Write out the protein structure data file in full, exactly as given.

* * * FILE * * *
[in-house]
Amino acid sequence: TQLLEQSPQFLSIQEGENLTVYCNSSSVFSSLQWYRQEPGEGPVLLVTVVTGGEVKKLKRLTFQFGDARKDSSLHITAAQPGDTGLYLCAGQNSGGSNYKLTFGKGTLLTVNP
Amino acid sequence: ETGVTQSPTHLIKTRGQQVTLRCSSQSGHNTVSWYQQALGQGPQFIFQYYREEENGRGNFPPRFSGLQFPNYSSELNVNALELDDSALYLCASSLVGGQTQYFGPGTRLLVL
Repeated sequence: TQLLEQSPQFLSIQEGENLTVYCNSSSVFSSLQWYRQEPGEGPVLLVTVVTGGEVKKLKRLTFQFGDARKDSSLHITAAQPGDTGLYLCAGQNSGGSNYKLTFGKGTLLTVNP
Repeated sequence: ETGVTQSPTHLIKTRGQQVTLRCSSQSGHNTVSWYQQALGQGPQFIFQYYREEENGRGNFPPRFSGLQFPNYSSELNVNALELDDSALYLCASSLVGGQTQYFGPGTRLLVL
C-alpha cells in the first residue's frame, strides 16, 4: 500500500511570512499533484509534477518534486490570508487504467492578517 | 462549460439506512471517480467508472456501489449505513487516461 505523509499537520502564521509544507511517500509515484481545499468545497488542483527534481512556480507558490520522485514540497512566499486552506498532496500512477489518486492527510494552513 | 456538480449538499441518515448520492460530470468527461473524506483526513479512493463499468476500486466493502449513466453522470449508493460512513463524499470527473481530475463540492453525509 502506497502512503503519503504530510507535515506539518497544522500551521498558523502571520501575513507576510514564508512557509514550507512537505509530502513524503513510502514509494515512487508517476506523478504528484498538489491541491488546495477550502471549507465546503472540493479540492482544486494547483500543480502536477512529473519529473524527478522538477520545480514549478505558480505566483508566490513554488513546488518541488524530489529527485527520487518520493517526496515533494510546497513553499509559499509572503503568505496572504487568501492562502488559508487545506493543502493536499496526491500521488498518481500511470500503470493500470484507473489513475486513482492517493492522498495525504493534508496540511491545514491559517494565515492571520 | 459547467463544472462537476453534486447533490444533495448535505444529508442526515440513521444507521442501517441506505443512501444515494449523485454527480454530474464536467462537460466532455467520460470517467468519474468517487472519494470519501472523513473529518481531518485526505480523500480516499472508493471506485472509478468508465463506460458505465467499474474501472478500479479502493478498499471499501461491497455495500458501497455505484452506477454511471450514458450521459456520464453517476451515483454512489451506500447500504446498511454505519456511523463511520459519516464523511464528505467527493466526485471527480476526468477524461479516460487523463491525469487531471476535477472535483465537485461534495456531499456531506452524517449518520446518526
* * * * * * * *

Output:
[in-house]
Amino acid sequence: TQLLEQSPQFLSIQEGENLTVYCNSSSVFSSLQWYRQEPGEGPVLLVTVVTGGEVKKLKRLTFQFGDARKDSSLHITAAQPGDTGLYLCAGQNSGGSNYKLTFGKGTLLTVNP
Amino acid sequence: ETGVTQSPTHLIKTRGQQVTLRCSSQSGHNTVSWYQQALGQGPQFIFQYYREEENGRGNFPPRFSGLQFPNYSSELNVNALELDDSALYLCASSLVGGQTQYFGPGTRLLVL
Repeated sequence: TQLLEQSPQFLSIQEGENLTVYCNSSSVFSSLQWYRQEPGEGPVLLVTVVTGGEVKKLKRLTFQFGDARKDSSLHITAAQPGDTGLYLCAGQNSGGSNYKLTFGKGTLLTVNP
Repeated sequence: ETGVTQSPTHLIKTRGQQVTLRCSSQSGHNTVSWYQQALGQGPQFIFQYYREEENGRGNFPPRFSGLQFPNYSSELNVNALELDDSALYLCASSLVGGQTQYFGPGTRLLVL
C-alpha cells in the first residue's frame, strides 16, 4: 500500500511570512499533484509534477518534486490570508487504467492578517 | 462549460439506512471517480467508472456501489449505513487516461 505523509499537520502564521509544507511517500509515484481545499468545497488542483527534481512556480507558490520522485514540497512566499486552506498532496500512477489518486492527510494552513 | 456538480449538499441518515448520492460530470468527461473524506483526513479512493463499468476500486466493502449513466453522470449508493460512513463524499470527473481530475463540492453525509 502506497502512503503519503504530510507535515506539518497544522500551521498558523502571520501575513507576510514564508512557509514550507512537505509530502513524503513510502514509494515512487508517476506523478504528484498538489491541491488546495477550502471549507465546503472540493479540492482544486494547483500543480502536477512529473519529473524527478522538477520545480514549478505558480505566483508566490513554488513546488518541488524530489529527485527520487518520493517526496515533494510546497513553499509559499509572503503568505496572504487568501492562502488559508487545506493543502493536499496526491500521488498518481500511470500503470493500470484507473489513475486513482492517493492522498495525504493534508496540511491545514491559517494565515492571520 | 459547467463544472462537476453534486447533490444533495448535505444529508442526515440513521444507521442501517441506505443512501444515494449523485454527480454530474464536467462537460466532455467520460470517467468519474468517487472519494470519501472523513473529518481531518485526505480523500480516499472508493471506485472509478468508465463506460458505465467499474474501472478500479479502493478498499471499501461491497455495500458501497455505484452506477454511471450514458450521459456520464453517476451515483454512489451506500447500504446498511454505519456511523463511520459519516464523511464528505467527493466526485471527480476526468477524461479516460487523463491525469487531471476535477472535483465537485461534495456531499456531506452524517449518520446518526